It’s not just raunchy adult novels, such as DH Lawrence’s Lady Chatterley’s Lover, that have faced the tough hands of censorship through time.
Believe it or not, many classic and well-loved children’s books have also been slapped with bans around the world for seemingly inappropriate content and messages.
Roald Dahl has previously been named the best storyteller of all time – but even one of his best known children’s novels was outlawed.
Here, multi-award-winning children’s author Julie Hodgson, whose sci-fi adventure novel Jodie and the Library Card is set in a future world where all printed books are banned, reveals the top five children’s books that have been outlawed for surprising reasons.
Where’s Wally by Martin Handford
Known in America as ‘Where’s Waldo’, this entertaining and beloved picture book has kept generations of kids busy for hours trying to find the distinctive stripy protagonist amid a huge crowd within densely-drawn illustrations.
Children in the USA, however, had little chance of spotting Wally after the book was banned from inclusion in many of the country’s libraries between 1990 and 2000.
The reason for this was down to a little cartoon nudity thrown in by British author and illustrator Martin Handford.
Eagle-eyed viewers spotted a sunbathing woman showing a side view of a bare breast in the top right-hand corner of the “On the Beach” scene.
In later editions, the artwork was amended by giving the woman a bikini top.
Similarly, in “The Campsite” scene, a man can be seen undressing in a tent. In the original he is clearly naked, though his genitals are covered by his hand.
This was still too much for censors, however, and in the 1997 special release he is wearing white briefs.
Winnie the Pooh by AA Milne
It may be one of Britain’s most enduring children’s books, featuring a hapless bear and his little friend piglet, but Winnie the Pooh was heavily criticised in Poland for promoting “dubious sexuality”.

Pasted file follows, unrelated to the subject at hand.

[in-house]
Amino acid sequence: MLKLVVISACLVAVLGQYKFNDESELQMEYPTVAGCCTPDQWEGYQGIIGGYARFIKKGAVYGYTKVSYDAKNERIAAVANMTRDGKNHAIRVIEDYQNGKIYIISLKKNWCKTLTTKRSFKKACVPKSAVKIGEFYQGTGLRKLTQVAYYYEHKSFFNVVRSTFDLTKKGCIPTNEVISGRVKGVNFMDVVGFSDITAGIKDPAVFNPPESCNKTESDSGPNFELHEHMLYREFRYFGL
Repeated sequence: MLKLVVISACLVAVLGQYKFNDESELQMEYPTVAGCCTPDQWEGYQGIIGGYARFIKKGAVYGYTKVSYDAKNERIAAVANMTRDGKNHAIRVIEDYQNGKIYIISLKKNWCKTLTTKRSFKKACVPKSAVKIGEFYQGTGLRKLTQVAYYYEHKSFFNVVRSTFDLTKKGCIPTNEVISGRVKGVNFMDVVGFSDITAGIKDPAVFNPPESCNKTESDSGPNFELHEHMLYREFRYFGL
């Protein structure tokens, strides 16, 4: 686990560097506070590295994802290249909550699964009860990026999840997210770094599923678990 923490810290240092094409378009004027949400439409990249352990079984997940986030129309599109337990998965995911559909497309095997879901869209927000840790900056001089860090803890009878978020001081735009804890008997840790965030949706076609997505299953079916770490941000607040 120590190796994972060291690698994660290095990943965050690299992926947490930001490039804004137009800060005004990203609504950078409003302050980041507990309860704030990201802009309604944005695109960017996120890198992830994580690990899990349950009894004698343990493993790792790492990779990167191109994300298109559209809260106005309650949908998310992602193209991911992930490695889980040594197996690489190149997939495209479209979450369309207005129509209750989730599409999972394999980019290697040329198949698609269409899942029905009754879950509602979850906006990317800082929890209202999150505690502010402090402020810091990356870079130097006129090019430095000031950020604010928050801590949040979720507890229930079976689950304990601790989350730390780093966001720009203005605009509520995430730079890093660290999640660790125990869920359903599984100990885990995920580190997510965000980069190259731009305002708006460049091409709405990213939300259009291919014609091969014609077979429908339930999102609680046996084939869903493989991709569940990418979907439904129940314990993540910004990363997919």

While the book itself was not banned, councillors in Tuszyn, central Poland, refused to consider Pooh a suitable mascot for their town’s new playground because he wore a top but no trousers.
They described him as “inappropriately dressed and half-naked”, with one councillor even going so far as to label the character a “hermaphrodite”, and attacked author AA Milne for being “disturbing”.
Alice’s Adventures in Wonderland by Lewis Carroll
The crazy world of Alice in Wonderland has made it a firm favourite for over a century, spawning many films and TV adaptations along the way.
In China, though, the book was banned for the crime of depicting talking animals.
The governor of China’s Hunan province argued that animals shouldn’t speak and feared that it would elevate animals to the same level as humans, with disastrous consequences.
Later, in 1990, the book was also banned in some parts of America, this time for being subversive, containing expletives and sexual content and promoting derogatory characterisations of teachers and religious ceremonies.
Some also said it contained drug references, such as in chapter five, when Alice meets a caterpillar that is sitting atop a mushroom.
Green Eggs and Ham by Dr Seuss
Dr Seuss, the pen name of American author Theodor Seuss Geisel, may be renowned for his quirky, nonsensical writing but, in 1965, China again took exception to his book Green Eggs and Ham – banning the story of a fussy eater for promoting “early Marxism”.
The problem was that the character Sam-I-am owned his own eggs, which was against the Chinese ideology of the government owning everything.
The ban was not lifted until the author’s death in 1991.
The book was also banned in California because of Sam-I-Am’s apparent homosexual seduction of the protagonist.
Another of Dr. Seuss’ books, the Lorax, was also banned in California in the late eighties, this time because it was believed to portray logging in a poor light and would “turn children against the foresting industry”.
The Witches by Roald Dahl
Despite Roald Dahl repeatedly denying he was a misogynist, and writing many brilliant female characters (think Matilda, and Sophie in The BFG), his 1983 book The Witches was banned in some UK libraries for its negative portrayal of women.
Critics considered the book sexist because the author declared that only women could be witches, with one stating it would encourage boys to grow-up to become “men who hate women”.
The book also appears on the American Library Association’s list of the 100 Most Frequently Challenged Books of 1990 to 1999, placed at number 22.
- Jodie and the Library Card by Julie Hodgson is out now in paperback, priced at £5.38. Visit www.jodieandthelibrarycard.com
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